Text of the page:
It had been 17 years since we last visited Mumbai, India's financial and commercial capital, a thriving city of some 20 million. We were astonished at how much more prosperous, developed and modern Mumbai has become.
Historically, many different sects claimed this area over the centuries. When King Charles II married Portuguese Catherine of Braganza in 1661, the city, which was born on seven islands came as part of her dowry, and may account for the Portuguese bom bain or "good little bay" being Anglicized into Bombay by the British.
In November 1995, the state of Maharashtra, of which city is the capital, renamed it after the Hindu goddess Mumbadevi to better reflect the state's Marathi heritage. Today, both names are used by the varying groups which comprise India's hub and a melting pot, whose population has doubled in the last two decades.
Roughly two-thirds are Hindu, almost 20 per cent Muslims, Buddhists about five per cent, Jains four per cent, Christians 4 per cent and the rest Sikhs, Parsis and Jews.
As usual, I emailed the concierge of our hotel to arrange a private guide. We had been to the sixth-century Elephanta Caves to see the sculptures dedicated to one of the holy trinity of Hinduism, Lord Shiva, the destroyer - on our first visit to Mumbai in 1976.
Now we wanted a half-day introduction to Mumbai itself the afternoon of our arrival and a lovely Parsi lady, Jasmine Kotval (firstname.lastname@example.org), appeared to show us its highlights. The Gateway of India, built as a triumphal arch commemorating King George V and Queen Mary's visit in 1911 was actually only completed in 1924 and is Mumbai's most famous landmark, sitting right on the shores of the Arabian Sea.
Nearby begins Kala Ghoda (Black Horse) area spreading from Wellington Fountain to Bombay University, renamed University of Mumbai in 1996. Founded in 1857 it is among the first three universities in India. Here the Rajabai Clock Tower, decorated with representations of different Indian communities, stands 260 feet tall.
Kala Ghoda used to house the statue of King Edward VII astride a horse, which has long vanished, the name remains and this area synonymous with the annual open-air art shows held every February.
This arts district includes not only the University and the Jehangir Art Gallery for exhibits of major contemporary Indian artists, but also the famed Prince of Wales Museum, officially titled Chhatrapati Shivaji Maharaj Vastu Sangrahalaya (CSMVS), an absolutely magnificent place, filled with artistic wonders. It is specifically renowned for having one of the best collections of Indian art in the entire world according to John Guy, curator of Southeast Asian art at the Metropolitan Museum in New York. He was there lecturing on the central role Tamil merchants played in spreading Indian culture to Southeast Asia in the 5th to 8th centuries.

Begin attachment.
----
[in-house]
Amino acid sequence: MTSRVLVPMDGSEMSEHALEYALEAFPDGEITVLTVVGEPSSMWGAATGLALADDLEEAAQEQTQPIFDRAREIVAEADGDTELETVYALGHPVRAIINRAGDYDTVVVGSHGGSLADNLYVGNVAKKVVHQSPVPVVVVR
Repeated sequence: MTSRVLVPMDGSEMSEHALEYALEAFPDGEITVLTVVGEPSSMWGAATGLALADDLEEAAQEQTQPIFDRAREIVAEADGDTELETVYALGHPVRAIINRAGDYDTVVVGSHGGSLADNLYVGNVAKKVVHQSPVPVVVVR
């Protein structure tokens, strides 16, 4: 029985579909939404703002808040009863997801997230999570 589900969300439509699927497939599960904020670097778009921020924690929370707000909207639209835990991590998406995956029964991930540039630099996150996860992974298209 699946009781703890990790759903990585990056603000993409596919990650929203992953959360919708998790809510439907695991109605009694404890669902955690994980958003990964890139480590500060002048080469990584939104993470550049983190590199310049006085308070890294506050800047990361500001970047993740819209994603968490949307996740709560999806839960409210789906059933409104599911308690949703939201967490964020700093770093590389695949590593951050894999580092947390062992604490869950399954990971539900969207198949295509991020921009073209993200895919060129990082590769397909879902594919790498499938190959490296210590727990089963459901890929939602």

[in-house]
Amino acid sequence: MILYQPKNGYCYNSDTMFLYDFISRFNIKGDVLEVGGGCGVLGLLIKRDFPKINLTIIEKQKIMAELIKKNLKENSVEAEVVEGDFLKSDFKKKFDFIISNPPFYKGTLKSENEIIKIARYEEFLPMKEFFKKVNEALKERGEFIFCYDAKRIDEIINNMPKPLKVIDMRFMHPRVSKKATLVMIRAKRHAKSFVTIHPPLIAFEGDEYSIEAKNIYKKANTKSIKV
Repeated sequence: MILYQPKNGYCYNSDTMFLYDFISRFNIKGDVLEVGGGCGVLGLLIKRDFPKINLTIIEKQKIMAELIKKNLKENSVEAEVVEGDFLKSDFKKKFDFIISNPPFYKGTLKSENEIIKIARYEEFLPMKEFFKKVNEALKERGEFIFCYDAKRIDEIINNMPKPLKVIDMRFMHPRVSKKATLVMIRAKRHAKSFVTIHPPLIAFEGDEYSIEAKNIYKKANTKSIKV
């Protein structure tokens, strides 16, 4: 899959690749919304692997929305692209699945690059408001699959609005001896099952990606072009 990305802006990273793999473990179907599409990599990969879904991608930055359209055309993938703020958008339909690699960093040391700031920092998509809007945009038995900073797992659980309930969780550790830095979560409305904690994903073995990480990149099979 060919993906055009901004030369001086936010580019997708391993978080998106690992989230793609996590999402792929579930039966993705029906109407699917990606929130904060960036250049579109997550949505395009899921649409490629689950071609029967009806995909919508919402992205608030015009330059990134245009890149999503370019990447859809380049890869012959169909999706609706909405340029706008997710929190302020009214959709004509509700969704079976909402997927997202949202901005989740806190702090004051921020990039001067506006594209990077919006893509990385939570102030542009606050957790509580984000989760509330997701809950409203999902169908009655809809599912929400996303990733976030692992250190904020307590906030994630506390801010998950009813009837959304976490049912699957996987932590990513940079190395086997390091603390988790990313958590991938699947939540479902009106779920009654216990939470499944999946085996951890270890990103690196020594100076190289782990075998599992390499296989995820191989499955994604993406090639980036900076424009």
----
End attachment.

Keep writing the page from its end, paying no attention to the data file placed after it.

For all travellers or readers with relatives in New York, please note that on April 20, the Met Museum will begin a three-month exhibition: 'Sultans of Deccan India, 1500-1700: Opulence and Fantasy'.
The three floors of treasures displayed in the Indo-Saracenic designed building of the CSMVS are so compelling. I had to visit twice on my own just to gaze on the superb Indian Sculpture Gallery, the jade collection - including imperial pieces taken from the Summer Palace by French and English soldiers during the Second Opium War - and an astonishing eight shelves of intricately carved tiny snuff bottles. There were military weapons, as well as Mughal Emperor Akbar's personal armour. Sir Ratan and JRD Tata Collections of Chinese and Japanese art on the second floor were awesome and there's a Natural History wing with stuffed tigers.
I could go on about the old photographs of Tibet or ancient Mughal miniatures but sometime you must experience this incredible place for yourself. It was heartening to see scores of school children appreciating their heritage or learning of other cultures but the most astonishing moment came when suddenly in the deep recesses of the museum a group of six-foot tall turbaned Sikhs from Punjab in vivid orange and cobalt blue robes appeared, almost menacingly majestic.
Beyond Kala Ghoda stands Victoria Terminus, completed 1888 and later renamed Chhatrapati Shivaji Terminus, an extraordinary example of Victorian Gothic architecture. Alas, photographs are no longer allowed of the interior with its exquisite stained glass windows set beneath a majestic dome but the exterior alone is vastly impressive, as are the number of people - eight million - who daily take trains there. Nearby Flora Fountain, named for a Roman goddess, marks the junction of three streets, one named for Dadabhai Naoroji, a Parsi educator and businessman who was the first Asian to become a Member of Parliament in the UK House of Commons. A statue commemorates this influential Zoroastrian leader, one of the founders of the Indian National Congress whose writing described the drain of wealth from India to England during the colonial era.
Of course, no visit to India could be complete without recognising the importance of Mahatma Gandhi. His old Mumbai residence from 1917-1934, Mani Bhavan, welcomes visitors all days from 9:30 a.m. to 5:30 p.m. It was in this two-storey house he launched Satyagraha or non-violent resistance in 1919 and civil disobedience in 1932. There is a reference library with more than 2,000 volumes about his life, as well as a photo exhibition and the room where he lived, showing the spinning wheel he used which symbolised independence from imported colonial goods and helped to start a revolution that freed the country. Gandhi's history with the movement is brilliantly portrayed through "Glimpses of Gandhi" in mini figures prepared by Susheela Gokhale Patel, presented by the Gandhi Exhibition Trust, in a series of colourful historic dioramas portraying his life.
Next week: The journey continues to modern Mumbai